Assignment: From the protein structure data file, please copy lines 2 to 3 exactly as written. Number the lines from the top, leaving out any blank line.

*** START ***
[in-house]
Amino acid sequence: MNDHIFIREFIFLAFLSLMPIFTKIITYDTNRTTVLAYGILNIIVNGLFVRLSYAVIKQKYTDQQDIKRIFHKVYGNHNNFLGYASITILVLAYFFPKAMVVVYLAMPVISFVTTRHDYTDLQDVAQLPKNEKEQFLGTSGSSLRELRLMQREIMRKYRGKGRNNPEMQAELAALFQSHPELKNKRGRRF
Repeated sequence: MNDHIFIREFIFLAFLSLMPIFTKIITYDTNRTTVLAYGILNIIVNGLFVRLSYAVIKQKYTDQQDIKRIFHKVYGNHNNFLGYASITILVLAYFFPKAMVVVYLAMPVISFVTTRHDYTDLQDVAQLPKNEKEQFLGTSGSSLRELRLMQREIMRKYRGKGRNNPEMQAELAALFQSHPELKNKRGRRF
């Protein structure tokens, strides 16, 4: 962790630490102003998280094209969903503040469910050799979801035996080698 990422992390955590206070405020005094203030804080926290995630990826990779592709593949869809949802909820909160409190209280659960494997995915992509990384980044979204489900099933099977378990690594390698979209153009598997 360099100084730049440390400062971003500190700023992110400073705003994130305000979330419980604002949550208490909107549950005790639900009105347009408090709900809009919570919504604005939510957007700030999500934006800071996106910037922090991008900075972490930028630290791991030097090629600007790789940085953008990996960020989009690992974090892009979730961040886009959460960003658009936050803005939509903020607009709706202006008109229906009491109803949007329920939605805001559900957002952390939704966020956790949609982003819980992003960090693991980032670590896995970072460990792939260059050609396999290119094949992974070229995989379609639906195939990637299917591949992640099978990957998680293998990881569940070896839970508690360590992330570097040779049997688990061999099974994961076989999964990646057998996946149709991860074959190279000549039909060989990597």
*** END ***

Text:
Amino acid sequence: MNDHIFIREFIFLAFLSLMPIFTKIITYDTNRTTVLAYGILNIIVNGLFVRLSYAVIKQKYTDQQDIKRIFHKVYGNHNNFLGYASITILVLAYFFPKAMVVVYLAMPVISFVTTRHDYTDLQDVAQLPKNEKEQFLGTSGSSLRELRLMQREIMRKYRGKGRNNPEMQAELAALFQSHPELKNKRGRRF
Repeated sequence: MNDHIFIREFIFLAFLSLMPIFTKIITYDTNRTTVLAYGILNIIVNGLFVRLSYAVIKQKYTDQQDIKRIFHKVYGNHNNFLGYASITILVLAYFFPKAMVVVYLAMPVISFVTTRHDYTDLQDVAQLPKNEKEQFLGTSGSSLRELRLMQREIMRKYRGKGRNNPEMQAELAALFQSHPELKNKRGRRF